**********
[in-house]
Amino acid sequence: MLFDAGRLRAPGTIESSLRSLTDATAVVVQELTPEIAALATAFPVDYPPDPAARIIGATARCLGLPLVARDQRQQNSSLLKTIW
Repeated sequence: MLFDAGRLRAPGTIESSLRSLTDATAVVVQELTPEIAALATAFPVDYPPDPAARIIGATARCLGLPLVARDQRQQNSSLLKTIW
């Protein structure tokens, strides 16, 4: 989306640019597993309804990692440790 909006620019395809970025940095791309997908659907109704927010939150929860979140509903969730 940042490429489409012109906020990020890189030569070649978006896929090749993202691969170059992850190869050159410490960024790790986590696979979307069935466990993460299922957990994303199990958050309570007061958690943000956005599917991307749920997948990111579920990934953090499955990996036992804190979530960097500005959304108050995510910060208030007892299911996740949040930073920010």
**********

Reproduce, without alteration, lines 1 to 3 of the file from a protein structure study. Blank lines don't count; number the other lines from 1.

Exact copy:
[in-house]
Amino acid sequence: MLFDAGRLRAPGTIESSLRSLTDATAVVVQELTPEIAALATAFPVDYPPDPAARIIGATARCLGLPLVARDQRQQNSSLLKTIW
Repeated sequence: MLFDAGRLRAPGTIESSLRSLTDATAVVVQELTPEIAALATAFPVDYPPDPAARIIGATARCLGLPLVARDQRQQNSSLLKTIW